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Table 3. Some active B. thuringiensis toxins against different pest-insect orders Order and insects Lepidoptera Cydia pomonella Trichoplusia ni Spodoptera exigua Artogeia rapae Bombyx mori Hyphantria cunea Plutella xylostella Manduca sexta Spodoptera frugiperda Spodoptera littoralis Helicoverpa zea Heliothis virescens Ostrinia nubilalis Spodoptera litura Lymantria dispar Galleria mellonella

Coleoptera Diabrotica undecimpunctata Leptinotarsa decemlineata Cotinis spp. Cyclocephala sp. Popillia japonica Chrysomela scripta Diptera Musca domestica Aedes aegypti

Active toxin Cry1Aa, Cry1Ab, Cry2Aa2, Cry15Aa1 Cry1Aa, Cry1Ab, Cry1Ac, Cry1Ba, Cry1Ca, Cry1Da, Cry1Ea, Cry1Fa, Cry1Ja, Cry2Aa1, Cry2Ab2, Cry2Ac1 Cry1Ab1, Cry1Ba1, Cry1Bd1, Cry1C, Cry1Ca1, Cry1Fa1, Cry1Gb1, Cry1Ka1 Cry1Ba1, Cry1Ka1, , Cry1Ba1, Cry1Ia1, Cry1Ka1 Cry1Ba1, Cry1Ka1 Cry1Ba1, Cry1Bd1, Cry1Ea2, Cry1Gb1, Cry1Ia1, Cry1Ka1, Cry2Ab1 Cry1C, Cry1Ea1, Cry1Ea4, Cry2Ac1, Cyt1Aa2, Cyt2Aa1 Cry1C Cry1C, Cry1Ca2, Cry1D, Cry1Ea1, Cry1Fa1 Cry1Fa1, Cry2Aa1, Cry2Ab2 Cry1Fa1, Cry2Aa1, Cry2Ab2, Cry2Ac1 Cry1Fa1, Cry2Aa1, Cry2Ab2 Cry1Ia1 Cry2Aa1, Cry2Ab, Cry2Ab2 Cry9Aa1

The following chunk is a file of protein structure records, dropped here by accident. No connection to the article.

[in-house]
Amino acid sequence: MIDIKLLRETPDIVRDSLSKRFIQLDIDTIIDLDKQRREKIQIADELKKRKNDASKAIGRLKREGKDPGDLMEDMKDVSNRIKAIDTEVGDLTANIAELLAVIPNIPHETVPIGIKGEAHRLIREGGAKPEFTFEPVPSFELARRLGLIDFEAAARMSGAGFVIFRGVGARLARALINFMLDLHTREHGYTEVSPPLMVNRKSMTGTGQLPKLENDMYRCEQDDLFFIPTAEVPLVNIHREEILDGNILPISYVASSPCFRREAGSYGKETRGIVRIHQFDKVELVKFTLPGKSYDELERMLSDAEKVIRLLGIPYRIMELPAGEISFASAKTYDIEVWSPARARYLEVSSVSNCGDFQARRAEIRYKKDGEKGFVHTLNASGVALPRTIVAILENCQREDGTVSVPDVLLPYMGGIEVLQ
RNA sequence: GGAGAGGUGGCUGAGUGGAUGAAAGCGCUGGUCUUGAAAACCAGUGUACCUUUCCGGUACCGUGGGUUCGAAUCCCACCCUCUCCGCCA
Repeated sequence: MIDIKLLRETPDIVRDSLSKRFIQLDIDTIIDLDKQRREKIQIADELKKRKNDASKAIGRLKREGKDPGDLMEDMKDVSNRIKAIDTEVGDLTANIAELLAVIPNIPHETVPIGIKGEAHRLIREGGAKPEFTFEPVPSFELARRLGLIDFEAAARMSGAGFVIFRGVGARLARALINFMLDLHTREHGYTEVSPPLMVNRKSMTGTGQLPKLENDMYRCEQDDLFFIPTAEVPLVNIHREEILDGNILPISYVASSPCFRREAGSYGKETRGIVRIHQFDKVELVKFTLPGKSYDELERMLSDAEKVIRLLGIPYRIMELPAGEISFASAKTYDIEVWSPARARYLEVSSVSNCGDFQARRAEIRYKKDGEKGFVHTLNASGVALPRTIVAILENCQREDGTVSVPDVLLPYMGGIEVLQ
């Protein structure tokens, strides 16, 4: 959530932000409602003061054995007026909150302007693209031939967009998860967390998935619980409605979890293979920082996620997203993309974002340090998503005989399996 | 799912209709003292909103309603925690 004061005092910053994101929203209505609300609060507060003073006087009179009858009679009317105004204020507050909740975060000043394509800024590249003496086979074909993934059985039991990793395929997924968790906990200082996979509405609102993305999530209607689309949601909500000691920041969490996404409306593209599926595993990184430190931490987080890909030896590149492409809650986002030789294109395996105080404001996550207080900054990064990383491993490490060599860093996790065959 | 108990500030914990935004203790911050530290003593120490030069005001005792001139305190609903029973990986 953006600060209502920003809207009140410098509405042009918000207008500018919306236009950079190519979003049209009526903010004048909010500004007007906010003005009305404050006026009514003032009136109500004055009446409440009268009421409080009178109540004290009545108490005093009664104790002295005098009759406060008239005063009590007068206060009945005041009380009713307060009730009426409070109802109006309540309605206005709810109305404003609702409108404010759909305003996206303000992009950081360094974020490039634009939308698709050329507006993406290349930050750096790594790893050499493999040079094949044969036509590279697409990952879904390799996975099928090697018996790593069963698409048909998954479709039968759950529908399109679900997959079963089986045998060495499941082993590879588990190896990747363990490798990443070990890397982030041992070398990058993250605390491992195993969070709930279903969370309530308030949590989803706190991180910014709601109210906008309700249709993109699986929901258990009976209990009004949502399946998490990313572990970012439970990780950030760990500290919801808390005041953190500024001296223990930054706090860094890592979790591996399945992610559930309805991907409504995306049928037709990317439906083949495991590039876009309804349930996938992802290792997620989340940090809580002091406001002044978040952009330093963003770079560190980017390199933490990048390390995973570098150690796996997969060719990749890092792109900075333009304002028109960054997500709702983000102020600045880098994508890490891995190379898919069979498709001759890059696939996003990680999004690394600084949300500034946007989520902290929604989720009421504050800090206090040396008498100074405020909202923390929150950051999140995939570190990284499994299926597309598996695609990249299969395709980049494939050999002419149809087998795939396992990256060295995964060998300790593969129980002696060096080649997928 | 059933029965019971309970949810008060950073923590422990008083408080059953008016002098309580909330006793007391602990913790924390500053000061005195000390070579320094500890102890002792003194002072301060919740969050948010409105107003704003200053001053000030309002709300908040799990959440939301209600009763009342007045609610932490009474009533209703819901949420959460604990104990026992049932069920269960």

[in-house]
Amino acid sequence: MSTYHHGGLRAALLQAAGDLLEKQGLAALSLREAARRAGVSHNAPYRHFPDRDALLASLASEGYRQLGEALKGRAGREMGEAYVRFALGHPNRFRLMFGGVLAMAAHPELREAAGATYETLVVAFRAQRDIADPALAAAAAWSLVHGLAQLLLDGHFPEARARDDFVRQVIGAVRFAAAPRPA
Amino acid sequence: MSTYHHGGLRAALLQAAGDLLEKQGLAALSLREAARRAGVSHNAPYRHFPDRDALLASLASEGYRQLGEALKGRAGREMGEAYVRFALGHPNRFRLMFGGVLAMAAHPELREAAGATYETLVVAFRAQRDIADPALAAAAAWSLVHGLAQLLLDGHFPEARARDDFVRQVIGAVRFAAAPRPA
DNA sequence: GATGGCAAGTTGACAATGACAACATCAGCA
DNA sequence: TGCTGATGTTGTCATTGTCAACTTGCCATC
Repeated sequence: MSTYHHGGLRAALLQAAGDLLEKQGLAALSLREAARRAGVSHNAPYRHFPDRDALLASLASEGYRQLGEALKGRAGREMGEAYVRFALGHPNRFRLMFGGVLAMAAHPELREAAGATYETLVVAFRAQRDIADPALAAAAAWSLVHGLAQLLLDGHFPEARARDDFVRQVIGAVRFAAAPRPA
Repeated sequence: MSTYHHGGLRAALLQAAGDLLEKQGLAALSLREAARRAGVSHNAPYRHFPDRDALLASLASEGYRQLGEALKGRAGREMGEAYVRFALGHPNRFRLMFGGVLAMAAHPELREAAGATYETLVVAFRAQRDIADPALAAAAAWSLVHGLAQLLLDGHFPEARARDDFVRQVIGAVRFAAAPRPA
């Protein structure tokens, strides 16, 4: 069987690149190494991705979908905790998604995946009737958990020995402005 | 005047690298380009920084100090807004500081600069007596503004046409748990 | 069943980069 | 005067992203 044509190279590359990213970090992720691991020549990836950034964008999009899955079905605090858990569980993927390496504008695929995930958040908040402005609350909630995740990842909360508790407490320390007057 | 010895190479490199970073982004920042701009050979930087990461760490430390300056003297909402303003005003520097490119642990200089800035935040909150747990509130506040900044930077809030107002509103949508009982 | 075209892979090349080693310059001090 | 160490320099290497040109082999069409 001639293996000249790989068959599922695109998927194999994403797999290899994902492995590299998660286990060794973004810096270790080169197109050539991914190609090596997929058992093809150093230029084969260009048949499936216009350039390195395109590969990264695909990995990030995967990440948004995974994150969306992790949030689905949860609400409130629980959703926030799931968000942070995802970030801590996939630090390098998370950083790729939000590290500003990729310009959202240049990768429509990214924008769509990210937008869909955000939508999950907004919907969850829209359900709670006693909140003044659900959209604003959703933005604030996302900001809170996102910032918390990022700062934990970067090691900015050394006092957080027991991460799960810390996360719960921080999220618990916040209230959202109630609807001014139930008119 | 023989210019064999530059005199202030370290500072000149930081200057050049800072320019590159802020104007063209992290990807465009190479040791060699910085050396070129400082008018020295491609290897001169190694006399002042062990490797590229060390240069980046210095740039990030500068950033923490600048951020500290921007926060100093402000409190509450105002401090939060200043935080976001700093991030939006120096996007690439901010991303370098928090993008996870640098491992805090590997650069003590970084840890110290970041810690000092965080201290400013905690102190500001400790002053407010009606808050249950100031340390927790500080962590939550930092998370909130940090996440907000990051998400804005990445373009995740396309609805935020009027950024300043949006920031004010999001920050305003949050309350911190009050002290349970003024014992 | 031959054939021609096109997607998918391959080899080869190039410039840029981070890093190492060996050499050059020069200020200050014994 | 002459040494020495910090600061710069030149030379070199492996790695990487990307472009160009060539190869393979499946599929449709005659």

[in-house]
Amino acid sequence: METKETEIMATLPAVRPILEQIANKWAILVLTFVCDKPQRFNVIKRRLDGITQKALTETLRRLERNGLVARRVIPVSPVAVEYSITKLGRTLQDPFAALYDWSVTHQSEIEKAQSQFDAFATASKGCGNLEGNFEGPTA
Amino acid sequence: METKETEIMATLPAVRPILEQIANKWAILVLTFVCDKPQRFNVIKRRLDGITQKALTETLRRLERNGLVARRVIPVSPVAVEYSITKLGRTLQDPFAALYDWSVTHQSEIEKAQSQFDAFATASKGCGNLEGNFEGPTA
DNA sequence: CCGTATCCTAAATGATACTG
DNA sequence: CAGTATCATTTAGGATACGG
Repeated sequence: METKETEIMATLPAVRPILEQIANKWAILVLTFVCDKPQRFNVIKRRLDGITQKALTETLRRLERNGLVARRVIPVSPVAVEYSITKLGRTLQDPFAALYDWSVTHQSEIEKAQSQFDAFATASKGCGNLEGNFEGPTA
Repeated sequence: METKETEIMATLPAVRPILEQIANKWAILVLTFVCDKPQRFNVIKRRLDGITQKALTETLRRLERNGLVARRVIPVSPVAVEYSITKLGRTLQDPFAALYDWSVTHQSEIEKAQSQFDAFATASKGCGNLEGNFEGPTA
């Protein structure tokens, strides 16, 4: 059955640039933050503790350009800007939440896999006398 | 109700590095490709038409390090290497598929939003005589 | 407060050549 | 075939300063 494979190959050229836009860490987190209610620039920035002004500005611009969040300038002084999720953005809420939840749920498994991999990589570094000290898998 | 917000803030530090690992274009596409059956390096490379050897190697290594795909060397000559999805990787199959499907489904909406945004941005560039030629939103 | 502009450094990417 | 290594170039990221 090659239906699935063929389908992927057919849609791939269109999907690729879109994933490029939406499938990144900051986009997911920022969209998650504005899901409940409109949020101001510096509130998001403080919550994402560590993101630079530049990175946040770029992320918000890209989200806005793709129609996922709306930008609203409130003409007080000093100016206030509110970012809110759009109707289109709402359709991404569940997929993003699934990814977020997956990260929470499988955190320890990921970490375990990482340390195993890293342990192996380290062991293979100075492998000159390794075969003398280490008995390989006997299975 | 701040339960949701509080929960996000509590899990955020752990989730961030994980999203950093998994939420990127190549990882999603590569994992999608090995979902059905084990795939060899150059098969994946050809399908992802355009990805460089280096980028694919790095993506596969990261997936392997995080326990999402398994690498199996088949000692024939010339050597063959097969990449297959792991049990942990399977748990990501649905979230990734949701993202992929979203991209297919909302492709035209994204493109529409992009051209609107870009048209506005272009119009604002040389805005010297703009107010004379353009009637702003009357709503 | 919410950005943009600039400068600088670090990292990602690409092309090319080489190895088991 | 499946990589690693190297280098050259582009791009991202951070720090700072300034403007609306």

Cry3Ba1, Cry3Bb1, Cry3Ba1, Cry3Bb1, Cry8Aa1, Cry8Ba1 Cry8Ba1 Cry8Ba1 Cyt1Aa4

Anopheles gambiae Culex quinquefasciatus Callíphora stygia Lucilia cuprina Lucilia sericata